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Remembering Yuan Song

The recent SAIC grad leaves behind a legacy of brilliance and light-heartedness.


A composition by Yuan Song, created in Grasshoper.

A composition by Yuan Song.

Photo courtesy of Erik Newman.

Photo courtesy of Erik Newman.

31-year-old second degree student at the School of the Art Institute of Chicago, Yuan Song, passed shortly after completing his BFA degree this summer. Song seemed to have an impact on the lives of almost everyone he took class with. One long-time friend and classmate, Shuting Zheng a student in the Designed Objects department, said, “He was always trying to make someone feel better, always using humor, always lending a hand and helping out.” It seemed to be agreed among many that Song’s willingness to help those around him was so rooted in his practice. Amanda Taves, who was one of Song’s closest friends, said: “He would do anything for you, he was engaged and tried to help with your practice in whatever way he could. He was so sure, smart and giving.”

Yuan Song graduated first with a bachelor’s degree in mathematics from the University of Science and Technology in Hefei, China, China’s premier school for scientists and mathematicians. After his graduation, Song began working at the China Photography Publishing House as a translator and editor. According to Shuting Zheng, it was during this time that Song became very interested in creating art, influenced by the famous Chinese artist/activist Ai Weiwei. Song created some art as an homage to Weiwei that “got him in trouble with the police. They didn’t want him to create this kind of thing.” In response, Song applied to school in both London and Chicago. Choosing Chicago, Song came to SAIC to study photography.

He took classes in Photography at first, eventually branching out into different departments like Art and Technology and Designed Objects. Song’s work, much of which can be found on his Instagram account, is rife with humor. Zheng said, “His art reflected who he was. His fine art, things like photos and drawings, those were kind of silly. His designed objects, all of the furniture he made, that work was so elegant.” Song worked as an assistant for Lee Weitzman, who runs a furniture studio near the Pilsen neighborhood.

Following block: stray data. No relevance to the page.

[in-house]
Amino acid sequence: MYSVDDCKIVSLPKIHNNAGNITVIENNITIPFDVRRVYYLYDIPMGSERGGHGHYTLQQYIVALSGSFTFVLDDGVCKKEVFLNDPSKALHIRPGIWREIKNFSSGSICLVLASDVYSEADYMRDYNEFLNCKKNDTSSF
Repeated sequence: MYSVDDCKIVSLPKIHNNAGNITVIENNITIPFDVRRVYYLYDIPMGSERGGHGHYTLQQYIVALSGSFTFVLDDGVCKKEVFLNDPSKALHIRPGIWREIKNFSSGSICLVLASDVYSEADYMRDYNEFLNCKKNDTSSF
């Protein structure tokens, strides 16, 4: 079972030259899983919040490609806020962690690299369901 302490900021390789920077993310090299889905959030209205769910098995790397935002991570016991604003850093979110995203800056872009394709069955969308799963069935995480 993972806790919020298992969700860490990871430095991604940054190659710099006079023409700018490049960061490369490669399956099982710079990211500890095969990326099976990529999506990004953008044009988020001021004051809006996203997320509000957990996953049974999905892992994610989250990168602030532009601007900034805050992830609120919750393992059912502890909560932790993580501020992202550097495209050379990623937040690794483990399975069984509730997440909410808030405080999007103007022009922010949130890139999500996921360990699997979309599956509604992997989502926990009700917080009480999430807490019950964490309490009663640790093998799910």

Song was a skilled mathematician, using programs like Grasshopper, which is an algorithm for the program Rhinoceros, he created complex 3D images that frequently looked like photographs of sculptures. His art practice was informed by his degree in mathematics. Song explored his practice alongside some of his friends who were PhD candidates, and together, they developed a start-up project called iFind, a battery-free tag you could apply to purses, keys or cats (among other things). The startup raised close to $550,000.    

Song was always trying to teach other students how he created his work, calling for an open dialogue with them. Zheng said, “Yuan posted photos to his social media of the things he was making, he wanted to teach people how to replicate what he was making.” Above all things, Song was loved for his dedication to improving the art practice of those around him. At SAIC, when Song would walk down the hall with Amanda Taves, “Everyone was so excited to see him, they wanted to tell him what they were working on, and he was always interested. He always wanted to contribute, to exchange ideas.” Song seemed to be endlessly giving, always interested in helping those around him; his light-hearted presence “extended beyond the classroom,” according to Taves. Song’s legacy is still very present at the school, as it is the intention of fellow classmates like Zheng to try and collect his work and to put it on display so that people might come to know Song’s brilliant, complex work.

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